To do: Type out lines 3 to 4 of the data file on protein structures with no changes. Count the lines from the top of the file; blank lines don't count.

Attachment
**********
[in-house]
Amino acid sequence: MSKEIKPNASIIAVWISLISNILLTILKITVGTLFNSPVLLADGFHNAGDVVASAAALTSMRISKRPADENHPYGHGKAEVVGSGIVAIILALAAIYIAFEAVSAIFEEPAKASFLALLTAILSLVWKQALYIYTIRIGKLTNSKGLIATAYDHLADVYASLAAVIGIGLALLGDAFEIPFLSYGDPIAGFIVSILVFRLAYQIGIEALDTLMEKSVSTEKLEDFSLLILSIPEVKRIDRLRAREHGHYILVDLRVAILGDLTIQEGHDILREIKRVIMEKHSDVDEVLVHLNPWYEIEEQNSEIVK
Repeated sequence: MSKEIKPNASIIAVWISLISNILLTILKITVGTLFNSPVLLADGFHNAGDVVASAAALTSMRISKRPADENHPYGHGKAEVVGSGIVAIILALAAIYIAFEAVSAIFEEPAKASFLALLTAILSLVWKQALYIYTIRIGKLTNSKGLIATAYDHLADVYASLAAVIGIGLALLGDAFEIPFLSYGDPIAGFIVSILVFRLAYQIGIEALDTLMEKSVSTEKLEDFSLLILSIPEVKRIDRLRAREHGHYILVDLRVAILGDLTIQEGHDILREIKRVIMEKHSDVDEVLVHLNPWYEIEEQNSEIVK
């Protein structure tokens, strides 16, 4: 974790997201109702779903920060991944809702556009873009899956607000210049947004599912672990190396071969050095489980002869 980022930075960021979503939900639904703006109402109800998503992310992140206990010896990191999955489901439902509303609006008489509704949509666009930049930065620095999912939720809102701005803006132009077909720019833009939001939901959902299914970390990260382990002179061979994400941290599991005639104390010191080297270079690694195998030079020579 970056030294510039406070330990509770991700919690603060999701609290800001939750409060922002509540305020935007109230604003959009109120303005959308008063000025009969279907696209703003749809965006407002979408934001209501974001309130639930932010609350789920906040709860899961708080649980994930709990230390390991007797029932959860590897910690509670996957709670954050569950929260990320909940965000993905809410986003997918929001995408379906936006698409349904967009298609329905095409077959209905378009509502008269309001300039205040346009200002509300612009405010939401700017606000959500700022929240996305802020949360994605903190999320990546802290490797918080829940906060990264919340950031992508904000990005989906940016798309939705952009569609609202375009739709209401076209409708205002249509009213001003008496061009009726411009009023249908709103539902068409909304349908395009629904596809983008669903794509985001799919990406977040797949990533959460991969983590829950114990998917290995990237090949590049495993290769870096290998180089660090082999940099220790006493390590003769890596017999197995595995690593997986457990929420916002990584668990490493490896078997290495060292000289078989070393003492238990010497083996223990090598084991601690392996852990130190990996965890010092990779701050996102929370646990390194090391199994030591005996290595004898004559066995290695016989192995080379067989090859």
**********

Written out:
Repeated sequence: MSKEIKPNASIIAVWISLISNILLTILKITVGTLFNSPVLLADGFHNAGDVVASAAALTSMRISKRPADENHPYGHGKAEVVGSGIVAIILALAAIYIAFEAVSAIFEEPAKASFLALLTAILSLVWKQALYIYTIRIGKLTNSKGLIATAYDHLADVYASLAAVIGIGLALLGDAFEIPFLSYGDPIAGFIVSILVFRLAYQIGIEALDTLMEKSVSTEKLEDFSLLILSIPEVKRIDRLRAREHGHYILVDLRVAILGDLTIQEGHDILREIKRVIMEKHSDVDEVLVHLNPWYEIEEQNSEIVK
């Protein structure tokens, strides 16, 4: 974790997201109702779903920060991944809702556009873009899956607000210049947004599912672990190396071969050095489980002869 980022930075960021979503939900639904703006109402109800998503992310992140206990010896990191999955489901439902509303609006008489509704949509666009930049930065620095999912939720809102701005803006132009077909720019833009939001939901959902299914970390990260382990002179061979994400941290599991005639104390010191080297270079690694195998030079020579 970056030294510039406070330990509770991700919690603060999701609290800001939750409060922002509540305020935007109230604003959009109120303005959308008063000025009969279907696209703003749809965006407002979408934001209501974001309130639930932010609350789920906040709860899961708080649980994930709990230390390991007797029932959860590897910690509670996957709670954050569950929260990320909940965000993905809410986003997918929001995408379906936006698409349904967009298609329905095409077959209905378009509502008269309001300039205040346009200002509300612009405010939401700017606000959500700022929240996305802020949360994605903190999320990546802290490797918080829940906060990264919340950031992508904000990005989906940016798309939705952009569609609202375009739709209401076209409708205002249509009213001003008496061009009726411009009023249908709103539902068409909304349908395009629904596809983008669903794509985001799919990406977040797949990533959460991969983590829950114990998917290995990237090949590049495993290769870096290998180089660090082999940099220790006493390590003769890596017999197995595995690593997986457990929420916002990584668990490493490896078997290495060292000289078989070393003492238990010497083996223990090598084991601690392996852990130190990996965890010092990779701050996102929370646990390194090391199994030591005996290595004898004559066995290695016989192995080379067989090859």